As bearing on this question, our attention has been directed to the Automobile Safety Responsibility Law, C.R.S. `53, 13-7-1 et seq., and specifically to Sections 13-7-19, 22 and 23. In general, the purpose of the provisions cited is to foster and promote insurance coverage or, in the event of accident, a bond to insure financial responsibility. Its ultimate object is to provide compensation for innocent persons who might be injured through faulty operation of motor vehicles. Toward these ends, it provides inter alia that (1) the insurance carrier's liability shall become absolute whenever loss or damage covered by the policy occurs; (2) that attempted satisfaction of final judgment by insured shall not be a condition precedent to the obligation of carrier to make payment; (3) that fraud, misrepresentation or other act of insured in obtaining the policy shall not constitute a defense available to the insurer against a judgment creditor; and (4) limitations upon the cancellation of a policy. See 13-7-23 supra.

It is often said that the injured person is a third party beneficiary in these insurance contracts. Cf. Ewing v. Colorado Farm Mutual Casualty Co., 133 Colo. 447, 296 P.2d 1040. See also Superior Insurance Co. v. Superior Court, 37 Cal. 2d 749, 235 P.2d 833 and State ex rel. Allen v. Second Judicial Court, 1952, 69 Nev. 196, 245 P.2d 999, 1003, holding that policies issued pursuant to acts similar to that here in question are enforcible by injured parties.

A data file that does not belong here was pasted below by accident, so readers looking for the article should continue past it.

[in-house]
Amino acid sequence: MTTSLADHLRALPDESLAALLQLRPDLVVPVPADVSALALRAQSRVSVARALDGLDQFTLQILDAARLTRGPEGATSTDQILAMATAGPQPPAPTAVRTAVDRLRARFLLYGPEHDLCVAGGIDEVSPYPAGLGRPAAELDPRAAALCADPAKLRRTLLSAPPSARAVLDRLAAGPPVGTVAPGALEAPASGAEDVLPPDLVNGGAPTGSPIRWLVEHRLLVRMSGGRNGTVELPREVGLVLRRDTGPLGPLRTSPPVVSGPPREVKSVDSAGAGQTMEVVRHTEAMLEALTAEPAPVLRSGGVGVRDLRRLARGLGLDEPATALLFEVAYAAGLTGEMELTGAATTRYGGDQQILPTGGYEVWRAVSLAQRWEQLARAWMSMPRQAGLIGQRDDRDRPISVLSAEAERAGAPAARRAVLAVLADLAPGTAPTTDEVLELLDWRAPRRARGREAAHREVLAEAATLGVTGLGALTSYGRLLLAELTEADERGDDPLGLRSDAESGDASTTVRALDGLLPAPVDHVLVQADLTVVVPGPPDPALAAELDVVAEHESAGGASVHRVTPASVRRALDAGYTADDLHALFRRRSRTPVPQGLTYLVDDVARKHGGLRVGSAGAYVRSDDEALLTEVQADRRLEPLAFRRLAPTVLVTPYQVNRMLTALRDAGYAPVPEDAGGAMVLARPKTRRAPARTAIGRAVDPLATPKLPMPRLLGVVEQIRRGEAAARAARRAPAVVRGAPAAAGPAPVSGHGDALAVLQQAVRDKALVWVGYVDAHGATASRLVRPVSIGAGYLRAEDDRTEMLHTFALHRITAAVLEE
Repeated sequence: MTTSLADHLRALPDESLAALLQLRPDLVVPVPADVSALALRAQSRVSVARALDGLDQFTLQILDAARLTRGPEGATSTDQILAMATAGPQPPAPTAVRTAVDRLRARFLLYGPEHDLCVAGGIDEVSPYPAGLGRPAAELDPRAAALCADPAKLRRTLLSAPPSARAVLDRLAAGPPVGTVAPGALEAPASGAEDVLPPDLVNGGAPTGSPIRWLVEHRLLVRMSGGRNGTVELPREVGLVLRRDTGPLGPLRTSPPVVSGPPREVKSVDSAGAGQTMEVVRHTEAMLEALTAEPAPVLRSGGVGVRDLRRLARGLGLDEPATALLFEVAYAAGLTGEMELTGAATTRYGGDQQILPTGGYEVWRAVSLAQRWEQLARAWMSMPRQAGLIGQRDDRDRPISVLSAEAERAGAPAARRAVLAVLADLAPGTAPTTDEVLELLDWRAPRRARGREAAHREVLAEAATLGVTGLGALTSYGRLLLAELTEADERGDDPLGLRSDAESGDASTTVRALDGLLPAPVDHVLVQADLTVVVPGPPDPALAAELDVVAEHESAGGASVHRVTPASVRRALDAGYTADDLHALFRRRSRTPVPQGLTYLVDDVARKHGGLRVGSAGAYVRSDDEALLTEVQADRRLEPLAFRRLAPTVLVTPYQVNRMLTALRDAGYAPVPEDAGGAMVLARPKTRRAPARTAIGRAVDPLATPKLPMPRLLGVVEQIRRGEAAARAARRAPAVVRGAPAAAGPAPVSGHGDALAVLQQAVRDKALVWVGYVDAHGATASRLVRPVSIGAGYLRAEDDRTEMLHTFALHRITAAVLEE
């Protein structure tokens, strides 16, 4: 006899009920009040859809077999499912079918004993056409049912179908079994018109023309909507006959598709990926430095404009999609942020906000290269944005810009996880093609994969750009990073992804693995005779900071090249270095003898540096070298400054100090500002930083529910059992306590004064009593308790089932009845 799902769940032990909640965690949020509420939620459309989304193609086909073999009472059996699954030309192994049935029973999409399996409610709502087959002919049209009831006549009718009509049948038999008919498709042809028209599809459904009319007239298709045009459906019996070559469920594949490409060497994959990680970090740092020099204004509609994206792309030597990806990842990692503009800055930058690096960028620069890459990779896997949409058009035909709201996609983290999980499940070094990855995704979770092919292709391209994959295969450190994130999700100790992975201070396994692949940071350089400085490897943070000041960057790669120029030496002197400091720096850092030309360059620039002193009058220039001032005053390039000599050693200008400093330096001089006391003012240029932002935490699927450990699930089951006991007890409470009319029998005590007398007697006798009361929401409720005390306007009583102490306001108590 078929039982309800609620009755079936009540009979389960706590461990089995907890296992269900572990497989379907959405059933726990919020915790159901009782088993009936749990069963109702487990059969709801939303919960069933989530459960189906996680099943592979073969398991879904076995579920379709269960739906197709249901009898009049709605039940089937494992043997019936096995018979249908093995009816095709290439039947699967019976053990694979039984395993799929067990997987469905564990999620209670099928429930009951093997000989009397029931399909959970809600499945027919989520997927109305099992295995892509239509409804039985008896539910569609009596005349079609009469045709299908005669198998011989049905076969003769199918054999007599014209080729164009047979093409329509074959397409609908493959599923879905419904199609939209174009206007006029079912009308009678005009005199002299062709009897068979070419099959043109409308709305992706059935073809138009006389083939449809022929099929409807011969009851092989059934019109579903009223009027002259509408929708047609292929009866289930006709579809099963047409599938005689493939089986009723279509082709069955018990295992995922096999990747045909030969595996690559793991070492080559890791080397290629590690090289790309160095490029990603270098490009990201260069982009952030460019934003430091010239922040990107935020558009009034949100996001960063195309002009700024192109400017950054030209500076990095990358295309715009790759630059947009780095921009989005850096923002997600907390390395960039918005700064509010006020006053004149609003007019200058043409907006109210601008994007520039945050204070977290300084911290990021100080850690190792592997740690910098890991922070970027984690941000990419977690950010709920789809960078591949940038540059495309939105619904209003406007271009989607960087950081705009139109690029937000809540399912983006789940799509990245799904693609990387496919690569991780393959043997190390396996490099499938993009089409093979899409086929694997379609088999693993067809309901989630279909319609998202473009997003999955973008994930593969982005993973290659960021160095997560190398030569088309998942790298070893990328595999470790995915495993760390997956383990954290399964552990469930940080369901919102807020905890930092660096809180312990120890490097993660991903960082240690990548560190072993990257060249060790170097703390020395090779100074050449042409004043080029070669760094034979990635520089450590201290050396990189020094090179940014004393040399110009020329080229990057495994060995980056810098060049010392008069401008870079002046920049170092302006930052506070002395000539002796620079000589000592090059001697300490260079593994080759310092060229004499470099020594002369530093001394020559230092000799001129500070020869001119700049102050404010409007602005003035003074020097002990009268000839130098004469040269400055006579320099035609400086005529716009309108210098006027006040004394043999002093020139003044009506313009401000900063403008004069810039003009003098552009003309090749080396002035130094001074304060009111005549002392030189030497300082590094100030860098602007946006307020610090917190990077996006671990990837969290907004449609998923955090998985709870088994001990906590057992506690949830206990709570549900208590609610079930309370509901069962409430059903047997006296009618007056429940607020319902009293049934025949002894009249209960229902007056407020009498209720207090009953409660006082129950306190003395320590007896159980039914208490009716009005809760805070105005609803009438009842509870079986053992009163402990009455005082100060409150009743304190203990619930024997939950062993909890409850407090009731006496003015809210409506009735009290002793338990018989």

In People ex rel. Terry v. Fisher, 12 Ill. 2d 231, 145 N.E.2d 588, 592, it was said:

"Thus, under our statutes, as in California, liability insurance is not merely a private matter for the sole knowledge of the carrier and the insured, but is also for the benefit of persons injured by the negligent operation of insured's motor vehicle."

In the light of our Safety Responsibility Act and taking into account its objects and purposes, we are of the opinion that the inquiries concerning the existence of liability insurance and extent of coverage are "relevant to the subject matter involved in the pending action."